The authors acknowledge the Doctoral School of Food Science of Hungarian University of Agriculture and Life Sciences for the support in this study.

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The author instruction is available in PDF.
Please, download the file from HERE.

 

 

Senior editors

Editor(s)-in-Chief: Felföldi, József

Chair of the Editorial Board Szendrő, Péter

Editorial Board

  • Beke, János (Szent István University, Faculty of Mechanical Engineerin, Gödöllő – Hungary)
  • Fenyvesi, László (Szent István University, Faculty of Mechanical Engineering, Gödöllő – Hungary)
  • Szendrő, Péter (Szent István University, Faculty of Mechanical Engineering, Gödöllő – Hungary)
  • Felföldi, József (Szent István University, Faculty of Food Science, Budapest – Hungary)

 

Advisory Board

  • De Baerdemaeker, Josse (KU Leuven, Faculty of Bioscience Engineering, Leuven - Belgium)
  • Funk, David B. (United States Department of Agriculture | USDA • Grain Inspection, Packers and Stockyards Administration (GIPSA), Kansas City – USA
  • Geyer, Martin (Leibniz Institute for Agricultural Engineering and Bioeconomy (ATB), Department of Horticultural Engineering, Potsdam - Germany)
  • Janik, József (Szent István University, Faculty of Mechanical Engineering, Gödöllő – Hungary)
  • Kutzbach, Heinz D. (Institut für Agrartechnik, Fg. Grundlagen der Agrartechnik, Universität Hohenheim – Germany)
  • Mizrach, Amos (Institute of Agricultural Engineering. ARO, the Volcani Center, Bet Dagan – Israel)
  • Neményi, Miklós (Széchenyi University, Department of Biosystems and Food Engineering, Győr – Hungary)
  • Schulze-Lammers, Peter (University of Bonn, Institute of Agricultural Engineering (ILT), Bonn – Germany)
  • Sitkei, György (University of Sopron, Institute of Wood Engineering, Sopron – Hungary)
  • Sun, Da-Wen (University College Dublin, School of Biosystems and Food Engineering, Agriculture and Food Science, Dublin – Ireland)
  • Tóth, László (Szent István University, Faculty of Mechanical Engineering, Gödöllő – Hungary)

Prof. Felföldi, József
Institute: MATE - Hungarian University of Agriculture and Life Sciences, Institute of Food Science and Technology, Department of Measurements and Process Control
Address: 1118 Budapest Somlói út 14-16
E-mail: felfoldi.jozsef@uni-mate.hu

Indexing and Abstracting Services:

  • CABI
  • ERIH PLUS
  • SCOPUS

2022  
Web of Science  
Total Cites
WoS
not indexed
Journal Impact Factor not indexed
Rank by Impact Factor

not indexed

Impact Factor
without
Journal Self Cites
not indexed
5 Year
Impact Factor
not indexed
Journal Citation Indicator not indexed
Rank by Journal Citation Indicator

not indexed

Scimago  
Scimago
H-index
9
Scimago
Journal Rank
0.191
Scimago Quartile Score

Environmental Engineering (Q4)
Industrial Manufacturing Engineering (Q3)
Mechanical Engineering (Q3)

Scopus  
Scopus
Cite Score
1.1
Scopus
CIte Score Rank
General Agricultural and Biological Sciences 141/213 (34th PCTL)
Agricultural and Biological Sciences 104/147 (29th PCTL)
Industrial and Manufacturing Engineering 261/355 (26th PCTL)
Mechanical Engineering 494/631 (21st PCTL)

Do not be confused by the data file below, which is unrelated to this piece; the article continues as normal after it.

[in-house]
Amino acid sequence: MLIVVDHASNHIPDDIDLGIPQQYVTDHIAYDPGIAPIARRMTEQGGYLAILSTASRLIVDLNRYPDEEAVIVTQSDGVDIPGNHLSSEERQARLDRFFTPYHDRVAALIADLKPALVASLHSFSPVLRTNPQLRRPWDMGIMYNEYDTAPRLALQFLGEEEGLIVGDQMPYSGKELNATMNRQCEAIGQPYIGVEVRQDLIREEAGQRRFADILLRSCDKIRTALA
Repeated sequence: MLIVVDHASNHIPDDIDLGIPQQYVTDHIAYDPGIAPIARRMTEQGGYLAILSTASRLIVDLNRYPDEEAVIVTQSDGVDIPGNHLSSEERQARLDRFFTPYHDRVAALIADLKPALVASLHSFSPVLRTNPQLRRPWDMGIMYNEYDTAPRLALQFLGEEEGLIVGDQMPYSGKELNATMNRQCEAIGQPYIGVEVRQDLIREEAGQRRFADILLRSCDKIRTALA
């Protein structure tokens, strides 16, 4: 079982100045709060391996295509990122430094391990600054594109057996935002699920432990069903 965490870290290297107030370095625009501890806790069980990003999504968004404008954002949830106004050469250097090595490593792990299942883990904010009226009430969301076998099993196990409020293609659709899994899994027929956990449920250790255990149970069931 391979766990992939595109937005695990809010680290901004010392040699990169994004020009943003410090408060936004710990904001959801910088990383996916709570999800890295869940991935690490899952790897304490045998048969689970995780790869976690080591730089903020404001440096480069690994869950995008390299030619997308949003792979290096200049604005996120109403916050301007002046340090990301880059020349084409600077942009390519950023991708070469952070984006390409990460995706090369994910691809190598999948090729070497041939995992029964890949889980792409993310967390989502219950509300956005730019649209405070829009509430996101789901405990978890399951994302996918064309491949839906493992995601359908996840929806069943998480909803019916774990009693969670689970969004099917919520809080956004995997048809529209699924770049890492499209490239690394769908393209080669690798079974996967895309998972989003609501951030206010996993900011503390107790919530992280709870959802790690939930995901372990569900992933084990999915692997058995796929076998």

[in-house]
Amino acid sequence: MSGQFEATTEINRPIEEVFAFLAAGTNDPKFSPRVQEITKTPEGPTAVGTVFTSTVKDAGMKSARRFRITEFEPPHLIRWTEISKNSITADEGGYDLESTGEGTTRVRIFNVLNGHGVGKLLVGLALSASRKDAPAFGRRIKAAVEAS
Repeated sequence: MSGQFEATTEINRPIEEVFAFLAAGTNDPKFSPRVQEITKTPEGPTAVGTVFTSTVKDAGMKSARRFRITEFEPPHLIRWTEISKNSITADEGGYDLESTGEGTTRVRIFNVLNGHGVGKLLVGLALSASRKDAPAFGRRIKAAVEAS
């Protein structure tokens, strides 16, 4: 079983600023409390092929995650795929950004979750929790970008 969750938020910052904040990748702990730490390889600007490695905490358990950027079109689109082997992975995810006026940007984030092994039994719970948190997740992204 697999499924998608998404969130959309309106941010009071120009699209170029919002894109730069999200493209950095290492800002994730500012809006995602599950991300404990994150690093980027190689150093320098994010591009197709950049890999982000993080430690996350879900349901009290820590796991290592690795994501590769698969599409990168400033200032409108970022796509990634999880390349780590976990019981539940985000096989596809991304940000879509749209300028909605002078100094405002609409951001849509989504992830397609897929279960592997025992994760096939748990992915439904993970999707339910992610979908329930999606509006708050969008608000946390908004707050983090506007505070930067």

Environmental Engineering 145/184 (21st PCTL)
 
Scopus
SNIP
0.222

2021  
Web of Science  
Total Cites
WoS
not indexed
Journal Impact Factor not indexed
Rank by Impact Factor

not indexed

Impact Factor
without
Journal Self Cites
not indexed
5 Year
Impact Factor
not indexed
Journal Citation Indicator not indexed
Rank by Journal Citation Indicator

not indexed

Scimago  
Scimago
H-index
8
Scimago
Journal Rank
0,141
Scimago Quartile Score Environmental Engineering (Q4)
Industrial and Manufacturing Engineering (Q4)
Mechanical Engineering (Q4)
Scopus  
Scopus
Cite Score
0,8
Scopus
CIte Score Rank
Industrial and Manufacturing Engineering 261/338 (Q4)
Environmental Engineering 138/173 (Q4)
Mechanical Engineering 495/601 (Q4)
Scopus
SNIP
0,381

2020  
Scimago
H-index
8
Scimago
Journal Rank
0,197
Scimago
Quartile Score
Environmental Engineering Q4
Industrial and Manufacturing Engineering Q3
Mechanical Engineering Q4
Scopus
Cite Score
33/69=0,5
Scopus
Cite Score Rank
Environmental Engineering 126/146 (Q4)
Industrial and Manufacturing Engineering 269/336 (Q3)
Mechanical Engineering 512/596 (Q4)
Scopus
SNIP
0,211
Scopus
Cites
53
Scopus
Documents
41
Days from submission to acceptance 122
Days from acceptance to publication 40
Acceptance rate 86%

 

2019  
Scimago
H-index
6
Scimago
Journal Rank
0,123
Scimago
Quartile Score
Environmental Engineering Q4
Industrial and Manufacturing Engineering Q4
Mechanical Engineering Q4
Scopus
Cite Score
18/33=0,5
Scopus
Cite Score Rank
Environmental Engineering 108/132 (Q4)
Industrial and Manufacturing Engineering 242/340 (Q3)
Mechanical Engineering 481/585 (Q4)
Scopus
SNIP
0,211
Scopus
Cites
13
Scopus
Documents
5

 

Progress in Agricultural Engineering Sciences
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Progress in Agricultural Engineering Sciences
Language English
Size B5
Year of
Foundation
2004
Volumes
per Year
1
Issues
per Year
1
Founder Magyar Tudományos Akadémia  
Founder's
Address
H-1051 Budapest, Hungary, Széchenyi István tér 9.
Publisher Akadémiai Kiadó
Publisher's
Address
H-1117 Budapest, Hungary 1516 Budapest, PO Box 245.
Responsible
Publisher
Chief Executive Officer, Akadémiai Kiadó
ISSN 1786-335X (Print)
ISSN 1787-0321 (Online)